Overload Operator in Python

Overload Operator in Python

  1. Overload Operators in Python
  2. Overload the + Operator in Python
  3. Overload the > Operator in Python
  4. Overload the == Operator in Python

Operator overloading means changing the way operators behave in different situations. It is a type of polymorphism.

With operator overloading, we can add extra meaning or functionality to an operator to perform more than one operation.

For example, the + operator performs addition with integer operands. But when used with string operands, it performs concatenation because the + operator is overloaded.

Overload Operators in Python

Python provides a way to overload operators with user-defined data types through the Magic methods. These are special methods automatically invoked when we use the operator associated with them.

They are also known as Dunder methods because they start and end with a double underscore.

For example, when we write the operator +, the magic method __add__() is automatically called on the backend. Therefore, if we want to perform operator overloading with certain operators, we only have to change the code of their magic methods.

Overload the + Operator in Python

In the following code, we have a user-defined class in which we have implemented the magic method __add__() to overload the + operator.

When we write int1 + int2, actually on the back-end the magic method __add()__ is called as int1.__add__(int2). The same working goes for the strings as well.

When we write str1 + str2, internally the magic method is called as str1.__add__(str2).

Example Code:

#Python 3.x
class MyAddion:
    def __init__(self, a):
        self.a = a
    def __add__(self, b):
        return self.a + b.a
int1 = MyAddion(2)
int2 = MyAddion(2)
str1 = MyAddion("Delft")
str2 = MyAddion("Stack")
print(int1 + int2)
print(str1 + str2)

Output:

#Python 3.x
4
DelftStack

Overload the > Operator in Python

Here, we have overloaded the > operator in the MyComp class. When we write the operator >, the magic method __gt__() is invoked internally.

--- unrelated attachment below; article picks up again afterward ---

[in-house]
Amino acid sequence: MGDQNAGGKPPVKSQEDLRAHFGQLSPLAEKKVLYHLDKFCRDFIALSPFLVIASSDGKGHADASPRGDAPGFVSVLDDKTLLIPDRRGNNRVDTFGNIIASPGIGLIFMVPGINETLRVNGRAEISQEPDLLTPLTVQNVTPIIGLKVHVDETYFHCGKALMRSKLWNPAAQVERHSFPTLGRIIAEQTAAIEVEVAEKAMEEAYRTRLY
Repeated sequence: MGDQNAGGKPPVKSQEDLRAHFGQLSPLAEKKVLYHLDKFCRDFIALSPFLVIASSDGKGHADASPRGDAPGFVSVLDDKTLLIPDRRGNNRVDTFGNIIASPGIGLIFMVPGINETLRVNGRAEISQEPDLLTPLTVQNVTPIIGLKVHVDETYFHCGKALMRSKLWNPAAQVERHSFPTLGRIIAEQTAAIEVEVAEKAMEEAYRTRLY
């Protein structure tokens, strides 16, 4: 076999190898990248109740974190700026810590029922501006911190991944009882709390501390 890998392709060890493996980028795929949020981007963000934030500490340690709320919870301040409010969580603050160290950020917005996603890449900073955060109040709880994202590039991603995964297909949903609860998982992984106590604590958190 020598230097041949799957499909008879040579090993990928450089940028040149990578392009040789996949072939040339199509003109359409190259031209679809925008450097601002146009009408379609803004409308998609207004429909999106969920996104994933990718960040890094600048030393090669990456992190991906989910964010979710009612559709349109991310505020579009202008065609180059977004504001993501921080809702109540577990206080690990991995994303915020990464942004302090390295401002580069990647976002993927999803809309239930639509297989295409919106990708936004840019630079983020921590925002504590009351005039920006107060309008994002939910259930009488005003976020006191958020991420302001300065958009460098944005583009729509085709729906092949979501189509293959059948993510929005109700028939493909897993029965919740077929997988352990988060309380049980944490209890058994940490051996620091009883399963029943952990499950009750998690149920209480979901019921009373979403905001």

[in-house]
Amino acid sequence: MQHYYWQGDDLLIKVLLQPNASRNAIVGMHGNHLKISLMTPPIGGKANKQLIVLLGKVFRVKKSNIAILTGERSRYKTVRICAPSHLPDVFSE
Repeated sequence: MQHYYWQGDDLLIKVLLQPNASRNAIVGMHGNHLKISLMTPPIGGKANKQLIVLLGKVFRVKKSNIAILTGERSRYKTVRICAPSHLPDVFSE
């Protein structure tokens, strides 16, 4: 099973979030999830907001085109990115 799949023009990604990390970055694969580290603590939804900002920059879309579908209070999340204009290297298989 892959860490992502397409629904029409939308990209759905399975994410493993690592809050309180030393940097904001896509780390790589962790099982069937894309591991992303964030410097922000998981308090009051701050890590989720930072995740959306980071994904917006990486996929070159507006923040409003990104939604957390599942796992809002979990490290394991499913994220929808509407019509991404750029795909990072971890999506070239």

So when we write int1 > int2, the magic method __gt__() is called as int1.__gt__(int2). This method returns true if the condition is true; else, it returns false.

Example Code:

#Python 3.x
class MyComp:
    def __init__(self, a):
        self.a = a
    def __gt__(self, b):
        if(self.a>b.a):
            return True
        else:
            return False
int1 = MyComp(5)
int2 = MyComp(3)
if(int1 > int2):
    print(int1.a, "is greater than", int2.a)
else:
    print(int2.a, "is greater than", int1.a)

Output:

#Python 3.x
5 is greater than 3

Overload the == Operator in Python

Here, we have overloaded the equality operator == in our class MyEquality. When we write int1 == int2, internally the magic method __eq__() will be invoked as int1.__eq__(int2).

If both operands are equal, it will return Equal; else, it will return Not Equal.

Example Code:

#Python 3.x
class MyEquality:
    def __init__(self, a):
        self.a = a
    def __eq__(self, b):
        if(self.a == b.a):
            return "Equal"
        else:
            return "Not equal"
int1 = MyEquality(3)
int2 = MyEquality(3)
print(int1 == int2)

Output:

#Python 3.x
Equal

It’s worth noting that we cannot change the number of operands for an operator in case of operator overloading. We cannot overload a unary operator as a binary operator and vice versa.

For example, we cannot overload the ~ invert operator (a unary operator) as a binary operator.

Author: Fariba Laiq
Fariba Laiq avatar Fariba Laiq avatar

I am Fariba Laiq from Pakistan. An android app developer, technical content writer, and coding instructor. Writing has always been one of my passions. I love to learn, implement and convey my knowledge to others.

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